Later the product range shifted to a set of interlocking bricks which was launched in the market in 1953 but failed because of the consumer’s perception towards plastic toys was strong. By 1959 the company shifted completely to manufacturing plastic bricks and related products and stopped producing wooden toys. The company adopted a series of change with product innovations, segmenting and targeting markets, figures, adding wheels, switching to acrylonitrile butadiene styrene plastic rather than cellulose acetate, and addition of instruction manuals. Such changes helped Lego for further development and by 1988 there exist almost 50 elements in the toy system of Lego. It manufactured Duplo with large bricks for younger children and for the older ones it had Lego Technic Builders. The growth of Lego increased throughout the 20th century and it ranked in top ten toymakers in the world. Their product range diversified through models cars, train sets and robotics and even the diversification was seen in the architecture to include programmability and control in order to support these toys (Chesbrough , 2003, pp.76-77). In 1999 the fortune magazine stated that Lego is the ‘toy of century’. The Lego’s operations faced competition due to evolution of computer games which attracted the younger generation and even its costly toys in the high cost economy created pressure in its operations. The low cost toys caused a problem for Lego to remain competitive in the market.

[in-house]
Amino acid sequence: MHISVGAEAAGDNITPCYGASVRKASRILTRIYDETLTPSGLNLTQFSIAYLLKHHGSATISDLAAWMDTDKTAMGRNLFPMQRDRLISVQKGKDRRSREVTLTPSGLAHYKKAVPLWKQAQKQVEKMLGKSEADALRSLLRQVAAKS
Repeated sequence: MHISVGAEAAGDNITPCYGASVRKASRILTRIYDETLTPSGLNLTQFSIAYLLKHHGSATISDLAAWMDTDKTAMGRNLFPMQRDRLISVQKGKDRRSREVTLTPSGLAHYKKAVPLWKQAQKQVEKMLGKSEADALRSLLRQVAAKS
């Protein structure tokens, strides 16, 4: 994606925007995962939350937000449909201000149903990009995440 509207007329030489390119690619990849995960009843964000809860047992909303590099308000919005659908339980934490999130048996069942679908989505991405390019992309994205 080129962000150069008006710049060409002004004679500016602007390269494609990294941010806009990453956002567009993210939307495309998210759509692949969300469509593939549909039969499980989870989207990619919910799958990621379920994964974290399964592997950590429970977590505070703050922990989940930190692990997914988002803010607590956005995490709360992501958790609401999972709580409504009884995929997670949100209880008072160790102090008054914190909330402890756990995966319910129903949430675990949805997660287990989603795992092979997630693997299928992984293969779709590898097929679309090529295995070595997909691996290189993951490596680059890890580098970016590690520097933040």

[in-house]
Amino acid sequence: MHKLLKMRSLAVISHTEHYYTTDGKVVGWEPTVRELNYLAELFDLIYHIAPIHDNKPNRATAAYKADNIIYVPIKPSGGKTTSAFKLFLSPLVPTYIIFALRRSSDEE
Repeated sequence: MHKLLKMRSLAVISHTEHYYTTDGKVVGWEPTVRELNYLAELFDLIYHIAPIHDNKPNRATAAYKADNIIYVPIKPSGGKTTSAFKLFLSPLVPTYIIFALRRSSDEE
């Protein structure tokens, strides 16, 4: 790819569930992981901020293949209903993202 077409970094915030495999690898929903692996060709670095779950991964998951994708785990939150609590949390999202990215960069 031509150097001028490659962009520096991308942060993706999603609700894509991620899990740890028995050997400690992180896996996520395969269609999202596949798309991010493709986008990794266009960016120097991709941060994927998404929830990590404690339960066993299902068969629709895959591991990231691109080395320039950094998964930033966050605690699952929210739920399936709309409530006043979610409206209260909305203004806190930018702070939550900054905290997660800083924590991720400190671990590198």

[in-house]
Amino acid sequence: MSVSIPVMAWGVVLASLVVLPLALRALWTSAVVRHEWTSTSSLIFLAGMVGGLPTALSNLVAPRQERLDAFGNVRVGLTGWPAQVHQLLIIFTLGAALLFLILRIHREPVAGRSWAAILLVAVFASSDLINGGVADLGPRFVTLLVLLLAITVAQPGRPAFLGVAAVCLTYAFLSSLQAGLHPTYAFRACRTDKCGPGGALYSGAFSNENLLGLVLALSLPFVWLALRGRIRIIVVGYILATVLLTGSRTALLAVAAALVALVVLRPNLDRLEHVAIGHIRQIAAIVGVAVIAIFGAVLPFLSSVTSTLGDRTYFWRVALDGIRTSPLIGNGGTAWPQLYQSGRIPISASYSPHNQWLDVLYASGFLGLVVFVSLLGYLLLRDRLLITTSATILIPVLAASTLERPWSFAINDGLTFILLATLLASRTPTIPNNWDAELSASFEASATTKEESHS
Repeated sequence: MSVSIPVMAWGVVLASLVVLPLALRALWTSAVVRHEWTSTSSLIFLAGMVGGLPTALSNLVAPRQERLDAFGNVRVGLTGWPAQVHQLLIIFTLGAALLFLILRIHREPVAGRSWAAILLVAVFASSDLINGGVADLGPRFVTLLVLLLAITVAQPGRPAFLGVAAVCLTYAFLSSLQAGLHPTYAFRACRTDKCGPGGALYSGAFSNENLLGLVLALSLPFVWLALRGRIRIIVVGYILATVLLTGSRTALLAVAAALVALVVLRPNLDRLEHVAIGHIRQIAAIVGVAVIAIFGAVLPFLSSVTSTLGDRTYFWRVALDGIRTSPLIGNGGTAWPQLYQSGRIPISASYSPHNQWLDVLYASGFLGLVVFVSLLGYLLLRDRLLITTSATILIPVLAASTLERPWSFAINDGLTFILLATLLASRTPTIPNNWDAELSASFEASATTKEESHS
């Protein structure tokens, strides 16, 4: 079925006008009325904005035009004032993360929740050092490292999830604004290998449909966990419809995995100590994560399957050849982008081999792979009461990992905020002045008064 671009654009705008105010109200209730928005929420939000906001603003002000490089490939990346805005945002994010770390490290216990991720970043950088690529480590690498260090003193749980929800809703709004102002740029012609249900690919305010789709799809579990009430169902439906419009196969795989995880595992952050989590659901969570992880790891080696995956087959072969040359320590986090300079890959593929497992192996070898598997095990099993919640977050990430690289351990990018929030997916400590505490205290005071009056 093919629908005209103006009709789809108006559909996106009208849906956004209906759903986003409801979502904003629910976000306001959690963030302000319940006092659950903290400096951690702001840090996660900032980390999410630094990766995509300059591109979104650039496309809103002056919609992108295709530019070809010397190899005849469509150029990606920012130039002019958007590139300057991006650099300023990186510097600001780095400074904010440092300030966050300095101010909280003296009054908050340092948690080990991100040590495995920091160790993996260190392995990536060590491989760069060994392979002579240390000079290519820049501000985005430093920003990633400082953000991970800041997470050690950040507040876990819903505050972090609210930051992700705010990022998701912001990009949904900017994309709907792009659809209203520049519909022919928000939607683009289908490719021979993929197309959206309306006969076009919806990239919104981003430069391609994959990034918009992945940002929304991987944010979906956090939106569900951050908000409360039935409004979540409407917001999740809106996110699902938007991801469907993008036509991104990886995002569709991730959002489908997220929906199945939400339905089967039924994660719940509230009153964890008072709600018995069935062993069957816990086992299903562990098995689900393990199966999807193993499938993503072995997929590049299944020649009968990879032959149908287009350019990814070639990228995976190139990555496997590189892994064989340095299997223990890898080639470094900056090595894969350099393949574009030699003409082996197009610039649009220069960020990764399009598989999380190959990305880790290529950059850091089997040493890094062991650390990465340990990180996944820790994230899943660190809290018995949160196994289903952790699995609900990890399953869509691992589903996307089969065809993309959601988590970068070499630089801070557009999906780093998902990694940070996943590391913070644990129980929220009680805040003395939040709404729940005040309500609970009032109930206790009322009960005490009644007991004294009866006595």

As the potential configuration of a small number bricks were huge which involved the users more in the Lego concept. The Lego toys has been bought by the people to make house and cars who then reassemble the bricks in the own user created approach. From the year 2000 Lego has been keeping at the centre of its strategy the user linked approach. The company in order to improve the efficiency of production started developing digital models of the bricks and